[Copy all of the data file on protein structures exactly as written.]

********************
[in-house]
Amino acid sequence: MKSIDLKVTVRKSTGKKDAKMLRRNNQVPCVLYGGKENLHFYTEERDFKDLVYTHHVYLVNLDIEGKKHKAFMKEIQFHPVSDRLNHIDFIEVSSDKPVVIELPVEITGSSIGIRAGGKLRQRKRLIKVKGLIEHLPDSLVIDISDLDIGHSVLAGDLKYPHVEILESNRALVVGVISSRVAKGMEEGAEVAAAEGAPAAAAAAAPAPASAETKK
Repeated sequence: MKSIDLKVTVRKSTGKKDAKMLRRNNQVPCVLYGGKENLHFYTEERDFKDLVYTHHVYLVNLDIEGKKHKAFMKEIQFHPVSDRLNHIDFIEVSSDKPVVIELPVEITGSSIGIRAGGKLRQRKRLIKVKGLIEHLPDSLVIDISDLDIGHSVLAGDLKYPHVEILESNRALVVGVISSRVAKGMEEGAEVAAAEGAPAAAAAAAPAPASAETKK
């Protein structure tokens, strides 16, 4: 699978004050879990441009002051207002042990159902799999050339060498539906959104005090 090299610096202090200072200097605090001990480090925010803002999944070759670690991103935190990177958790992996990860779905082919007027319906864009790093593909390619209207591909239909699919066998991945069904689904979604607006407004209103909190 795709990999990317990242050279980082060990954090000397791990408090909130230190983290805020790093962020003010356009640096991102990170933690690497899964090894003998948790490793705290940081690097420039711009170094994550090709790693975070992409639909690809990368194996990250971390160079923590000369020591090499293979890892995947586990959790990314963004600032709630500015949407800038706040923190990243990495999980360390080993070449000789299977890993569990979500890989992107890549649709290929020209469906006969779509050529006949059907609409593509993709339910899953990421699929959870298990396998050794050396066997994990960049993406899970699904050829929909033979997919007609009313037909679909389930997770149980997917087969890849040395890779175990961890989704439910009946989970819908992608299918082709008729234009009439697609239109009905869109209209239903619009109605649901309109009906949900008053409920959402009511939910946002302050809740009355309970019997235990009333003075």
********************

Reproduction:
[in-house]
Amino acid sequence: MKSIDLKVTVRKSTGKKDAKMLRRNNQVPCVLYGGKENLHFYTEERDFKDLVYTHHVYLVNLDIEGKKHKAFMKEIQFHPVSDRLNHIDFIEVSSDKPVVIELPVEITGSSIGIRAGGKLRQRKRLIKVKGLIEHLPDSLVIDISDLDIGHSVLAGDLKYPHVEILESNRALVVGVISSRVAKGMEEGAEVAAAEGAPAAAAAAAPAPASAETKK
Repeated sequence: MKSIDLKVTVRKSTGKKDAKMLRRNNQVPCVLYGGKENLHFYTEERDFKDLVYTHHVYLVNLDIEGKKHKAFMKEIQFHPVSDRLNHIDFIEVSSDKPVVIELPVEITGSSIGIRAGGKLRQRKRLIKVKGLIEHLPDSLVIDISDLDIGHSVLAGDLKYPHVEILESNRALVVGVISSRVAKGMEEGAEVAAAEGAPAAAAAAAPAPASAETKK
């Protein structure tokens, strides 16, 4: 699978004050879990441009002051207002042990159902799999050339060498539906959104005090 090299610096202090200072200097605090001990480090925010803002999944070759670690991103935190990177958790992996990860779905082919007027319906864009790093593909390619209207591909239909699919066998991945069904689904979604607006407004209103909190 795709990999990317990242050279980082060990954090000397791990408090909130230190983290805020790093962020003010356009640096991102990170933690690497899964090894003998948790490793705290940081690097420039711009170094994550090709790693975070992409639909690809990368194996990250971390160079923590000369020591090499293979890892995947586990959790990314963004600032709630500015949407800038706040923190990243990495999980360390080993070449000789299977890993569990979500890989992107890549649709290929020209469906006969779509050529006949059907609409593509993709339910899953990421699929959870298990396998050794050396066997994990960049993406899970699904050829929909033979997919007609009313037909679909389930997770149980997917087969890849040395890779175990961890989704439910009946989970819908992608299918082709008729234009009439697609239109009905869109209209239903619009109605649901309109009906949900008053409920959402009511939910946002302050809740009355309970019997235990009333003075």